police car pulling over a car for a DUI stop

NW Florida Defense Attorney Shares to Expect During a DUI Stop

Being stopped because you are suspected of driving under the influence (DUI) can be scary. You may be confused about your rights and concerned about what may happen. Experienced DUI lawyer Tim Flaherty of Flaherty & Merrifield shares what to expect during a DUI stop, your legal rights, the implications of refusing sobriety testing, and other key information you need to know in order to protect your rights.

What Happens When You’re Stopped for DUI in Florida

If you are stopped for a DUI check in Florida, this means that the police officer who pulled you over suspects that you are driving under the influence. They will go through one or more of a series of tests to determine whether or not you are driving under the influence of alcohol or drugs. In Florida, both field sobriety and blood alcohol content (BAC) testing may be used.

Field Sobriety DUI Tests

Field sobriety tests are physical tests an officer usually asks a driver suspected of DUI to complete first. While the officer isn’t likely to mention this, submitting to field sobriety testing is voluntary in Florida, and there are no penalties for refusing. However, if you don’t know that you can decline or if you choose to take a field sobriety test, the results can be used to determine whether you will be arrested and charged with DUI and, if so, can also be used to prosecute you. Field sobriety tests include:

  • Walk-and-turn test. This physical test involves attempting to walk in a straight line, heel-to-toe, then turning and walking back. If you wobble during this test, the officer may assume you are not sober.
  • One-leg stand test. During this field sobriety test, an officer will instruct you to stand on one foot and count to 30. If you are unable to stand on one foot for the full 30 seconds, this may suggest you are intoxicated.
  • Horizontal gaze nystagmus test. During this test, an officer will monitor your eye movement to see if there are any involuntary jerking movements. Jerking eye movements are indicators that a driver may be under the influence.

Chemical DUI Tests

If a driver who is suspected of DUI fails or refuses a field sobriety test, the individual will most likely be asked to submit to chemical testing to measure their blood alcohol content (BAC). These tests include:

  • Breathalyzer test. A breath test is a chemical test that involves the driver blowing into a machine, commonly known as a breathalyzer, to determine their BAC. In Florida, any result over 0.08% is considered under the influence.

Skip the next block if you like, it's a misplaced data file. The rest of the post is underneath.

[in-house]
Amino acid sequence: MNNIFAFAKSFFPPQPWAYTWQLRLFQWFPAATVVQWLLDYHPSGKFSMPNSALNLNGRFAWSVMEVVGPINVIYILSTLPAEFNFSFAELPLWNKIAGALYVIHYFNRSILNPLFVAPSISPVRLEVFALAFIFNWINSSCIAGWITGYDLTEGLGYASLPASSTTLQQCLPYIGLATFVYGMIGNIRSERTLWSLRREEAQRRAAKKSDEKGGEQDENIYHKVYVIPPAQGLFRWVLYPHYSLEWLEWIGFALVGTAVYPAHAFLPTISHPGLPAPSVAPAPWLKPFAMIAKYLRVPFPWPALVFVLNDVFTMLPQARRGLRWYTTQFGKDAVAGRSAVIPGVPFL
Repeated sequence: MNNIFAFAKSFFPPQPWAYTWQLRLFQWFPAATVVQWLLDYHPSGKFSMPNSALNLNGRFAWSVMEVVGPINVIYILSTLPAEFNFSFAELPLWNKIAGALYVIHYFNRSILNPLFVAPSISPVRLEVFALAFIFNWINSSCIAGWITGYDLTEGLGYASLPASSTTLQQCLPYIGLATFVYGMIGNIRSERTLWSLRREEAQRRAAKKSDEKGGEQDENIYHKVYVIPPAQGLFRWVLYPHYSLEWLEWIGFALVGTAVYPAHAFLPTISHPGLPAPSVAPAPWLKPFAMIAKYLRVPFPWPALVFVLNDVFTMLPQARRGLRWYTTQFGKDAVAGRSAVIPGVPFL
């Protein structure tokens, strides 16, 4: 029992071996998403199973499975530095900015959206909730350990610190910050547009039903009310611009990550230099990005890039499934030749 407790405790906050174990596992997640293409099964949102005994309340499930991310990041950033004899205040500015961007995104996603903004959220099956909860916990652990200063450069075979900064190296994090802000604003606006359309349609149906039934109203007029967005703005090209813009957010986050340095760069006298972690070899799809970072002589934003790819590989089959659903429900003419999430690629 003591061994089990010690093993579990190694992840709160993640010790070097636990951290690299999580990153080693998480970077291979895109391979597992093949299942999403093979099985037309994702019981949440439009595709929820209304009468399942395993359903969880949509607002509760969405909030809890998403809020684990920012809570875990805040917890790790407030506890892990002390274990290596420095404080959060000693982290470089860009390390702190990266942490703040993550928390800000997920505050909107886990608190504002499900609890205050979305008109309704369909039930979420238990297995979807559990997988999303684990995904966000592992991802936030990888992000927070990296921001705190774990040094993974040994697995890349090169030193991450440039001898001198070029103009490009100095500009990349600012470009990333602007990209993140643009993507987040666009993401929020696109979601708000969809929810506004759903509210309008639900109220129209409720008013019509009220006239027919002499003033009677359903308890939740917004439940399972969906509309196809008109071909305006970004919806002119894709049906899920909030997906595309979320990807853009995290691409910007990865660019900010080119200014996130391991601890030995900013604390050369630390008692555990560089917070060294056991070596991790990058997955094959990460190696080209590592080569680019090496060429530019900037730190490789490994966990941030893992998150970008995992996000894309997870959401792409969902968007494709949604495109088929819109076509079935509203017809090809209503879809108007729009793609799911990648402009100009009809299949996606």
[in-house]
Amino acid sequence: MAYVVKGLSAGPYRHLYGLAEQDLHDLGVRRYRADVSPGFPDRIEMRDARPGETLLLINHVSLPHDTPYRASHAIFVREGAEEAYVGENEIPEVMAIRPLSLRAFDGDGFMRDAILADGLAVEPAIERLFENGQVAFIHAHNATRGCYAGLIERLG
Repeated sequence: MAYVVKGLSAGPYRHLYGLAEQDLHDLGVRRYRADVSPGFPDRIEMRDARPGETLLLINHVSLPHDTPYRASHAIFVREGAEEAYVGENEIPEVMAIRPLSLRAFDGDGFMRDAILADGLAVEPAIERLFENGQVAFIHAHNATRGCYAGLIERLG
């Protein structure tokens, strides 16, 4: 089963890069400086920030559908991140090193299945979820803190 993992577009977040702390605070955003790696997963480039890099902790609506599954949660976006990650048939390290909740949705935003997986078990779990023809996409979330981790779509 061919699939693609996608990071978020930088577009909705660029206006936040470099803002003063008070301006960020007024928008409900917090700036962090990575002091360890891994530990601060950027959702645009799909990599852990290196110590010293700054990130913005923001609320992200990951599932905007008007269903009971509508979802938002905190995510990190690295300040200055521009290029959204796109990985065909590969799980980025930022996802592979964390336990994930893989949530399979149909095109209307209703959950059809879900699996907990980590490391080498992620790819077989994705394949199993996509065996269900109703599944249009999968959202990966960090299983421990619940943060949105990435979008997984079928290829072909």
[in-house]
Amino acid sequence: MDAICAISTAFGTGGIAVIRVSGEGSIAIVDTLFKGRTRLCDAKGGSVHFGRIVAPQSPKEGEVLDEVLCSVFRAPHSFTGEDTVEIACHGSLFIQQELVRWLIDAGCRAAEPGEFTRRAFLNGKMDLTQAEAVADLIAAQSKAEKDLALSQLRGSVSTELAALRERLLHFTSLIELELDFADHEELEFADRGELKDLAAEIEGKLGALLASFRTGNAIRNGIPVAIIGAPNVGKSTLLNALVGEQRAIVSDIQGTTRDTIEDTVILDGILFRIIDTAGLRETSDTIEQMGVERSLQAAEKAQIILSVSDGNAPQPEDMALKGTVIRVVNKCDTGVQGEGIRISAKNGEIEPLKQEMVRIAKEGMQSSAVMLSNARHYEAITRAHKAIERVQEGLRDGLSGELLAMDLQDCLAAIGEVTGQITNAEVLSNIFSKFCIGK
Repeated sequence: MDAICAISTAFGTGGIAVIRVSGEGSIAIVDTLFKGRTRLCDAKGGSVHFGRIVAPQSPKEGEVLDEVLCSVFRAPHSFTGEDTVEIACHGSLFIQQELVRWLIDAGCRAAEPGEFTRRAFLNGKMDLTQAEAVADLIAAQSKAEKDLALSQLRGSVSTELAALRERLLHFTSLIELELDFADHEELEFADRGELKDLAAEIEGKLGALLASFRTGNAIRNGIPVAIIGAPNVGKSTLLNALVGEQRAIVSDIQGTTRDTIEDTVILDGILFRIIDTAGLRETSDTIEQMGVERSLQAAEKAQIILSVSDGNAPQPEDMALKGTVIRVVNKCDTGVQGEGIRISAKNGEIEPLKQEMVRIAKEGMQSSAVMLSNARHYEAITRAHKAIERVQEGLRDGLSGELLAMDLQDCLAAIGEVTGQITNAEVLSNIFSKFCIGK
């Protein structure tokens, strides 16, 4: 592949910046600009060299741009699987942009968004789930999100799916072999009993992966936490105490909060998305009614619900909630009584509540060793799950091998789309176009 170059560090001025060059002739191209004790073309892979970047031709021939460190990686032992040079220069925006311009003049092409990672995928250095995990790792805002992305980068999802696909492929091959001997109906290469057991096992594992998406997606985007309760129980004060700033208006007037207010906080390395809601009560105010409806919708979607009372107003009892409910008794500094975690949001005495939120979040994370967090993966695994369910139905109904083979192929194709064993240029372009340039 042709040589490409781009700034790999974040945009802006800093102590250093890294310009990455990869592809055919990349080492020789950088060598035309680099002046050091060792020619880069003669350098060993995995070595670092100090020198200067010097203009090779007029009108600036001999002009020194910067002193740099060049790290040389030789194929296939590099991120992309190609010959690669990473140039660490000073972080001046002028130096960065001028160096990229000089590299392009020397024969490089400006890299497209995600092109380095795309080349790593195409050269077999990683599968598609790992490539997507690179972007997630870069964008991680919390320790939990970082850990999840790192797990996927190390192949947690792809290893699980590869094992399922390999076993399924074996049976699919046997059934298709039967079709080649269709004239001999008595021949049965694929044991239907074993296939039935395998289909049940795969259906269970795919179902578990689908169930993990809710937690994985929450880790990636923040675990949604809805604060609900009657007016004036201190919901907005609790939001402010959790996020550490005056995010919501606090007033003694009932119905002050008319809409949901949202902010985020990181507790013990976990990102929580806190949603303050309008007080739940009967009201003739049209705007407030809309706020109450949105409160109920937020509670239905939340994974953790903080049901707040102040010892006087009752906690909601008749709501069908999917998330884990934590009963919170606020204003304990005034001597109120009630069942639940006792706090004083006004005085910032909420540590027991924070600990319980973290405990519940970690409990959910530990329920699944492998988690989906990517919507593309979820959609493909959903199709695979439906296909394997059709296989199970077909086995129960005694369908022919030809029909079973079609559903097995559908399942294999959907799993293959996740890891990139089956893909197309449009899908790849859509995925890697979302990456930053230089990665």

• Blood test. In some cases, you may be asked to have your blood drawn for a blood test to measure your BAC level. In a suspected DUI involving serious bodily injury or death, a driver can be compelled to submit to blood testing in Florida.

If you fail to submit to chemical testing during a lawful DUI arrest, you will be subject to significant consequences regardless of whether you are convicted of DUI. These include being arrested, having to pay financial penalties, and having your driver’s license revoked for at least a year. It’s one year for the first refusal; subsequent refusals involve revocation for longer.

Know Your Rights in Relation to a DUI Stop

It’s very important to know your rights during a Florida DUI stop, as everything you do and say can have an impact on the outcome. Key rights include:

  • Right to remain silent. When stopped under suspicion of DUI, you have the right to remain silent. You can choose not to provide answers to law enforcement’s questions about your prior activities, alcohol consumption, or anything else. You are obligated to provide your identification and vehicle documents, but you don’t have to share anything else.
  • Right to refuse field sobriety tests. Field sobriety tests are voluntary, and you can refuse to take them. It is possible for a person to fail these tests even if they are completely sober, yet the results can be used by law enforcement to establish probable cause for a DUI arrest.  
  • Right to implied consent notice. If you are arrested for DUI, you have a right to be informed of Florida’s implied consent law, which states that a driver must consent to a blood or breath test after being arrested for DUI. This is why there are legal penalties for drivers who refuse chemical testing regardless of being convicted of drunk driving or not.
  • Right to request an attorney. If you are arrested, you always have the right to request an attorney. It is not a good idea to handle DUI charges without a lawyer with experience defending Florida DUI cases. Your attorney will guide you through the legal process and work on your behalf to protect your rights and interests during legal proceedings.

What Not to Do During a Florida DUI Stop

Knowing what not to do if you are pulled over for a DUI stop in Florida is just as important as knowing and exercising your rights.

  • If you are stopped for DUI, don't resist. Listening to the officer, consenting to a breathalyzer and/or blood test, and staying non-confrontational is in your best interest.
  • Don’t self-incriminate. Avoid saying anything that could be used against you, such as remarking that you were just at a party or were drinking earlier in the day.
  • Don’t wait to call a lawyer. A skilled Florida DUI defense lawyer will counsel you on your rights during the complex legal process and help put you in a strong position.
Tim Flaherty
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Florida Criminal Defense Attorney